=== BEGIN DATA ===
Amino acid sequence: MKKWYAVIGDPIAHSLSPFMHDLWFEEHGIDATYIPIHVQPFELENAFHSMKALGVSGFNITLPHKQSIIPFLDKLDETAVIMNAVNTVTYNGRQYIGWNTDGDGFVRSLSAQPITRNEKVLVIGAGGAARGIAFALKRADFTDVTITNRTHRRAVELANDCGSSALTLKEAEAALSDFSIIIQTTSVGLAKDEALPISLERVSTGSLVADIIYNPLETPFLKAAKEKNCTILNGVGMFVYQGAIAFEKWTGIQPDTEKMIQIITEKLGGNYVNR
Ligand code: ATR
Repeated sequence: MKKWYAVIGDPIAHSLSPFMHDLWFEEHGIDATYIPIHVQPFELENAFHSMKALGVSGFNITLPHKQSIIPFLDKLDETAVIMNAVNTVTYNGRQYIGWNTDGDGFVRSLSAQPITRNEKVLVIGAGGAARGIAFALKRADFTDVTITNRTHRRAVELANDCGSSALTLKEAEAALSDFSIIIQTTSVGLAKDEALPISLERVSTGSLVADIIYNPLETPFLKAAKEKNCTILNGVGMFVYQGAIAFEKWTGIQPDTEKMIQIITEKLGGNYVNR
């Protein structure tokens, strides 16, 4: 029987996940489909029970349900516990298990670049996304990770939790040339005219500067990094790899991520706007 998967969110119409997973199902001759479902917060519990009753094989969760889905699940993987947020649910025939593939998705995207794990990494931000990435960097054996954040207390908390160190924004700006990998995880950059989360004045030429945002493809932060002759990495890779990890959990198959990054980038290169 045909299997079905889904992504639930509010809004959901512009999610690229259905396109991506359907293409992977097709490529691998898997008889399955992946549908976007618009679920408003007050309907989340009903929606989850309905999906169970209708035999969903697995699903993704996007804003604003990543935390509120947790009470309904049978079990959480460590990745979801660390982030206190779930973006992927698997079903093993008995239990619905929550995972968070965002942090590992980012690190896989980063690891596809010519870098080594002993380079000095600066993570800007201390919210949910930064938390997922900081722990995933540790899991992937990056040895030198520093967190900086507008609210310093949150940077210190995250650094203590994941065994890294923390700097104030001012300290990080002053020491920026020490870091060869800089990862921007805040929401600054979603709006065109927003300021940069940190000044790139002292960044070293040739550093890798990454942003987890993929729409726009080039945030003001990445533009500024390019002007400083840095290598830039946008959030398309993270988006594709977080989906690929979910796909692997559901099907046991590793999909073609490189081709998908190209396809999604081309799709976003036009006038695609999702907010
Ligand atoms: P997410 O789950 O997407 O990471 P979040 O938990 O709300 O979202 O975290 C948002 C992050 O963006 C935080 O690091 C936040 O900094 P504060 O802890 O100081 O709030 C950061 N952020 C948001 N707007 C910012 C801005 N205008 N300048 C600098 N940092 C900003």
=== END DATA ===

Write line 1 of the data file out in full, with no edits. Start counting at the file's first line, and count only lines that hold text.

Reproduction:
Amino acid sequence: MKKWYAVIGDPIAHSLSPFMHDLWFEEHGIDATYIPIHVQPFELENAFHSMKALGVSGFNITLPHKQSIIPFLDKLDETAVIMNAVNTVTYNGRQYIGWNTDGDGFVRSLSAQPITRNEKVLVIGAGGAARGIAFALKRADFTDVTITNRTHRRAVELANDCGSSALTLKEAEAALSDFSIIIQTTSVGLAKDEALPISLERVSTGSLVADIIYNPLETPFLKAAKEKNCTILNGVGMFVYQGAIAFEKWTGIQPDTEKMIQIITEKLGGNYVNR